Soft-thresholding is a sparse modeling method typically applied to wavelet denoising in statistical signal processing. It is also important in machine learning since it is an essential nature of the well-known LASSO (Least Absolute Shrinkage and Selection Operator). It is known that soft-thresholding, thus, LASSO suffers from a problem of dilemma between sparsity and generalization. This is caused by excessive shrinkage at a sparse representation. There are several methods for improving this problem in the field of signal processing and machine learning. In this paper, we considered to extend and analyze a method of scaling of soft-thresholding estimators. In a setting of non-parametric orthogonal regression problem including discrete wavelet transform, we introduced component-wise and data-dependent scaling that is indeed identical to non-negative garrote. We here considered a case where a parameter value of soft-thresholding is chosen from absolute values of the least squares estimates, by which the model selection problem reduces to the determination of the number of non-zero coefficient estimates. In this case, we firstly derived a risk and construct SURE (Stein's unbiased risk estimator) that can be used for determining the number of non-zero coefficient estimates. We also analyzed some properties of the risk curve and found that our scaling method with the derived SURE is possible to yield a model with low risk and high sparsity compared to a naive soft-thresholding method with SURE. This theoretical speculation was verified by a simple numerical experiment of wavelet denoising.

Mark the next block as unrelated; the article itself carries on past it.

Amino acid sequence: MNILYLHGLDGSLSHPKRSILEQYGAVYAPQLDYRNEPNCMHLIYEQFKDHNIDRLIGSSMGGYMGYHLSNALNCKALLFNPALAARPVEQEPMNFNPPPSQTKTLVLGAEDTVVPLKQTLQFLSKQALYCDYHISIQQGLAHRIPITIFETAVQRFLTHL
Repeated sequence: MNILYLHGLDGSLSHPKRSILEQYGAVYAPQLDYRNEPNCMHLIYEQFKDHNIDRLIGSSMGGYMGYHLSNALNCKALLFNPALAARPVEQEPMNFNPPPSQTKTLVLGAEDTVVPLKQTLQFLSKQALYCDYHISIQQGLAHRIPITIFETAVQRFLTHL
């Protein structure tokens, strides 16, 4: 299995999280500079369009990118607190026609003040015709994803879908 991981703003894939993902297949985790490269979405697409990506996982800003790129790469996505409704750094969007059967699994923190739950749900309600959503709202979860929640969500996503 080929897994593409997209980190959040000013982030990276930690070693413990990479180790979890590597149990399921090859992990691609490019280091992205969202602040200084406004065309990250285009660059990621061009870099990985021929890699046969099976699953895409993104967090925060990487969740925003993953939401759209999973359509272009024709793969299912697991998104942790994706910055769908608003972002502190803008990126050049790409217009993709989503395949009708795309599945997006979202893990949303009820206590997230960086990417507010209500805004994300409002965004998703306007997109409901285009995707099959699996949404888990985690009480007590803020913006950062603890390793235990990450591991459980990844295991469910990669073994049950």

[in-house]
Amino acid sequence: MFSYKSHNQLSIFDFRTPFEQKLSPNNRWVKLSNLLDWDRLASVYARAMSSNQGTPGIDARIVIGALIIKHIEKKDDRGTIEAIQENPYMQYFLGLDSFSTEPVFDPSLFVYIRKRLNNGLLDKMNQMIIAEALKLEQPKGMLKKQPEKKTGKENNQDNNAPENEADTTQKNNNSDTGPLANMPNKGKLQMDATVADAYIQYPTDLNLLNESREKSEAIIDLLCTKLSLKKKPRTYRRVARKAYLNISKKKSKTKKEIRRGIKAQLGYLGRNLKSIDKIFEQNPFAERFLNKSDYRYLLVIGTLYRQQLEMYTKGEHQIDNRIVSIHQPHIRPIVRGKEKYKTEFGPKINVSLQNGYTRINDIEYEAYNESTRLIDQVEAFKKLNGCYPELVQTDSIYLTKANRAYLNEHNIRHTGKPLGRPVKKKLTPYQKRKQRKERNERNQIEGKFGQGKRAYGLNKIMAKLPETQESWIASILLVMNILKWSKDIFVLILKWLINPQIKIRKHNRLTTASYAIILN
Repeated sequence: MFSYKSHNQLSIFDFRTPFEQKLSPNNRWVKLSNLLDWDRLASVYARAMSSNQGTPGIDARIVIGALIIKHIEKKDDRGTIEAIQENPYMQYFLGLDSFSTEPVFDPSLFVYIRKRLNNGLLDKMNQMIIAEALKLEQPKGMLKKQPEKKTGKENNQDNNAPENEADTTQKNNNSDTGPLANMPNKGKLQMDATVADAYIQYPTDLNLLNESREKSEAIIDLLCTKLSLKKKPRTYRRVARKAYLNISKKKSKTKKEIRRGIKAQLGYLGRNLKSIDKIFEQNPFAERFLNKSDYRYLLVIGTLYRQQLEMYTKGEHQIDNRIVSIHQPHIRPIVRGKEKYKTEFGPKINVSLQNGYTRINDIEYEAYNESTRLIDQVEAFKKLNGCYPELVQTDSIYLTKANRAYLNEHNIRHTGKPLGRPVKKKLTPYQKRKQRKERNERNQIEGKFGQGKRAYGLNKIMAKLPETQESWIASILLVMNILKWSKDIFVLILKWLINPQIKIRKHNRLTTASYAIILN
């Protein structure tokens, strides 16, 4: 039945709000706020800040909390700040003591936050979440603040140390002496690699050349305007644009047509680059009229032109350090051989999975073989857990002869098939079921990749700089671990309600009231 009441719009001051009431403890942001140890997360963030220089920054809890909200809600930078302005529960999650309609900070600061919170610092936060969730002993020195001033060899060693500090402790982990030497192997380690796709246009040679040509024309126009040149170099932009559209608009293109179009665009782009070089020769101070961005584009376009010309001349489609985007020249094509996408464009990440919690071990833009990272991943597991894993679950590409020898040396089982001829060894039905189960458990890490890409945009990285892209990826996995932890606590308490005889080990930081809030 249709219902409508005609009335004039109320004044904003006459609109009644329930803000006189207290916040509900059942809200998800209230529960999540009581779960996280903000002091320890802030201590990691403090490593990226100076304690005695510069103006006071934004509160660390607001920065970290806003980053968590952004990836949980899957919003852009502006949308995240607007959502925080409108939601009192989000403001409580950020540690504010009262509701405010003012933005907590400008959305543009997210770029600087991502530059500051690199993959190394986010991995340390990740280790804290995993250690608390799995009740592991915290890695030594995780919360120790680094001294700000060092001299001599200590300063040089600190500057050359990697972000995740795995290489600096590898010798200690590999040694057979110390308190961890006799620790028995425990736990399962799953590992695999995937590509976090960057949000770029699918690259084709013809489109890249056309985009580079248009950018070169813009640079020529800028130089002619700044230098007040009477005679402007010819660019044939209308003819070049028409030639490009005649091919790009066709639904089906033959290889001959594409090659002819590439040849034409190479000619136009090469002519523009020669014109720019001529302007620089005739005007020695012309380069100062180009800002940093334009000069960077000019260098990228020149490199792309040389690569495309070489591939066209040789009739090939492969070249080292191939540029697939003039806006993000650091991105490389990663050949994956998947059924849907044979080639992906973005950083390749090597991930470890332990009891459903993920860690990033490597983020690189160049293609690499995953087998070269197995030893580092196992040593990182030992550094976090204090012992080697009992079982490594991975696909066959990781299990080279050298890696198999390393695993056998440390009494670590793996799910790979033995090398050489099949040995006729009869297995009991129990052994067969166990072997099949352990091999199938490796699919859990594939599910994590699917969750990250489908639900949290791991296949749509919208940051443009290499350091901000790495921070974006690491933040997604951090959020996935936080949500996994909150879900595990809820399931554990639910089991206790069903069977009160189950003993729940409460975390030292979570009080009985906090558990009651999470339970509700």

Depth estimation for a lense-array type light field camera is a challenging problem because of the sensor noise and the radiometric distortion which is a global brightness change among sub-aperture images caused by a vignetting effect of the micro-lenses. We propose a depth map estimation method which has robustness against sensor noise and radiometric distortion. Our method first binarizes sub-aperture images by applying the census transform. Next, the binarized images are matched by computing the majority operations between corresponding bits and summing up the Hamming distance. An initial depth obtained by matching has ambiguity caused by extremely short baselines among sub-aperture images. After an initial depth estimation process, we refine the result with following refinement steps. Our refinement steps first approximate the initial depth as a set of depth planes. Next, we optimize the result of plane fitting with an edge-preserving smoothness term. Experiments show that our method outperforms the conventional methods.
As an important method to solve sequential decision-making problems, reinforcement learning learns the policy of tasks through the interaction with environment. But it has difficulties scaling to large-scale problems. One of the reasons is the exploration and exploitation dilemma which may lead to inefficient learning. We present an approach that addresses this shortcoming by introducing qualitative knowledge into reinforcement learning using cloud control systems to represent ‘if-then’ rules. We use it as the heuristics exploration strategy to guide the action selection in deep reinforcement learning. Empirical evaluation results show that our approach can make significant improvement in the learning process.
This study investigates whether learners consider constraints while posing arithmetic word problems. Through log data from an interactive learning environment, we analyzed actions of 39 first grade elementary school students and conducted correlation analysis between the frequency of actions and validity of actions. The results show that the learners consider constraints while posing arithmetic word problems.